MANY recent letters and opinion pieces in this paper comment perceptively on the dilemma facing indy supporters on whether to vote SNP at the General Election this year. SNP support is down to around one-third, neck and neck with Labour, while indy support holds at 50% or so.

A huge chunk of indy folk are out of love with the SNP. Why? For many reasons, but the excuse to deprive the SNP of their vote now is that the party has decided not to treat the election as a de facto independence referendum. All it will do, if it wins a majority of seats, is invite London to discuss making Scotland independent. The disillusioned are correct, because that strategy is a total non-starter; it’s a dead cert that London will decline the invitation and the SNP will have made themselves virtually irrelevant to independence.

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But complete the thought. At the SNP’s convention in Dundee last year, Yousaf deluded the audience into thinking the General Election was going to be it, then astonishingly told the press that he did not believe there was any other route to independence but a referendum, and we would have to persuade London to grant one. That is a credo of despair, because there is no prospect of London ever doing so. The same dreary belief lurks in Tommy Sheppard’s recent article, and it haunts letters which bemoan what is too often believed to be the “fact” that even a 50%-plus Yes vote in a plebiscitary election would not do, because Westminster would not accept it.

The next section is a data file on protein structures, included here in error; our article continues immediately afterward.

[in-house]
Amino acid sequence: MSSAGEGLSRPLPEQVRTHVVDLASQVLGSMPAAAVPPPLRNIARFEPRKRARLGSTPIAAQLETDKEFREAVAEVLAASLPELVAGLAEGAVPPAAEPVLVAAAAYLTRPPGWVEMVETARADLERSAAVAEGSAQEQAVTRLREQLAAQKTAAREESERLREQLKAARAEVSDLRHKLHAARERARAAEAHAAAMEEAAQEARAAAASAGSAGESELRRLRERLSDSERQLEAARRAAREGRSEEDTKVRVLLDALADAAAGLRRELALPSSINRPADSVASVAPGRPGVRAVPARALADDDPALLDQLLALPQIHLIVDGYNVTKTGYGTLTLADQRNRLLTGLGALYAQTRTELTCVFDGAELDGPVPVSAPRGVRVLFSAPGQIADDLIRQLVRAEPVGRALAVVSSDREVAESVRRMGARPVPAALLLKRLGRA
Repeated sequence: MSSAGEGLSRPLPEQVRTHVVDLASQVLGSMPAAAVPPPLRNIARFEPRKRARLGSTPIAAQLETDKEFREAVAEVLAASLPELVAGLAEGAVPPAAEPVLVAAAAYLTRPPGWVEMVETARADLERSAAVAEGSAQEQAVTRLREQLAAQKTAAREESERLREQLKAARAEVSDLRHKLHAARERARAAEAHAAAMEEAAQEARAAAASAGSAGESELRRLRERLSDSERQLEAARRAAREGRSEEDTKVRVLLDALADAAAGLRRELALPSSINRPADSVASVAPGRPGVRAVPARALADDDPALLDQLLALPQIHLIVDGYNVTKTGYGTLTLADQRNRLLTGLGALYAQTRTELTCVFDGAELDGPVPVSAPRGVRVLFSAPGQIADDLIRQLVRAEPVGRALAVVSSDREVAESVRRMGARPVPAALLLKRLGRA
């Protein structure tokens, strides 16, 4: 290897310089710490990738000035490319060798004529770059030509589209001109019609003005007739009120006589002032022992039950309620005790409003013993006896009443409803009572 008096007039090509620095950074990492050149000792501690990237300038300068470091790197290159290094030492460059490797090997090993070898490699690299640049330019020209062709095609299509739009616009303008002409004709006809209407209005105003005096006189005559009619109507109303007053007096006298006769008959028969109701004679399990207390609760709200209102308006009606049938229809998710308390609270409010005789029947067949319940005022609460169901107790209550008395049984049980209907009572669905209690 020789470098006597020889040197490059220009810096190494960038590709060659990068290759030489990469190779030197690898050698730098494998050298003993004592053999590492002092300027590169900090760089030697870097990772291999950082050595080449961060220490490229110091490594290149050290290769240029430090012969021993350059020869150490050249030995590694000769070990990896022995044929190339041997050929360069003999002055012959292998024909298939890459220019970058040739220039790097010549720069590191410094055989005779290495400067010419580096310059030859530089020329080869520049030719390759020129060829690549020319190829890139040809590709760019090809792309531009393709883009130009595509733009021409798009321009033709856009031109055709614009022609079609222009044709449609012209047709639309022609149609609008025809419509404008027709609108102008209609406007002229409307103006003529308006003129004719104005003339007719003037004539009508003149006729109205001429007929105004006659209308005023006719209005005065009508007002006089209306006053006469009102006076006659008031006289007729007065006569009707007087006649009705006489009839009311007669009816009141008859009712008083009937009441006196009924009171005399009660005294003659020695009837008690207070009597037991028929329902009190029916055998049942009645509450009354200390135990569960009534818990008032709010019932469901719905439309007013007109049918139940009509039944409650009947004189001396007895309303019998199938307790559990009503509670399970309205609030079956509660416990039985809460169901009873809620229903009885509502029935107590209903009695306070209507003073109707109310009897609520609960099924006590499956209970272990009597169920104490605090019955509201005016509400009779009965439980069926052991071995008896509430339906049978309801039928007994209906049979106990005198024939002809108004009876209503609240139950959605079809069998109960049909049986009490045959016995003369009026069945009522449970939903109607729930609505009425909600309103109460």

The actual fact is that there is no authority whatsoever for such a hopeless doctrine, whether in law, constitution, court judgement, or UK Government statement. All Scotland needs to go independent are a) a formal, democratic head-count vote for it (in a General Election under the appropriate manifesto), b) resolve of the party winning those votes to see it through, and c) a majority of Scottish seats in the Union Parliament to take the actual step. It matters not what London does, only what Scotland does (though London will then, but only then, relent, and independence will actually come about by agreement).

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That is the only scenario which tallies with repeated statements by London that the Union is consensual and Scotland can leave if its consent is withdrawn. It is the only one which is consistent with the position taken by the UK in the Edinburgh Agreement of 2012. It is the only one which chimes with London’s position on Northern Ireland (which, under express UK law, can leave if it wishes). And it is the only one which treats Scotland in the same terms as England on membership of the Union, since no-one would claim for a moment that England could not leave if the people of England wanted to. It is for anyone asserting the contrary to make their case with authorities. Exactly what is the miraculous barrier they imagine London can erect to democratically chosen Scottish independence?

Without delay the SNP should alter its course, to make the General Election a true plebiscite for Scotland on independence. That is the only way to fulfil its core mission and to serve Scotland as it should. (It will also put an SNP MP into almost every Scottish seat – an incidental bonus for the party.)

Alan Crocket

ON behalf of the cash-strapped people of the UK, Rishi Sunak signed an agreement to provide £2.5 billion of military aid to Ukraine over the coming year, vowing that Ukraine “will never be alone” – apparently unmoved by the fact that the UN has had to launch an appeal for £2.4bn to be spent on supporting 8.5 million people who are very much alone inside the Ukraine as a result of the military action that is devastating their lives.

John Jamieson
South Queensferry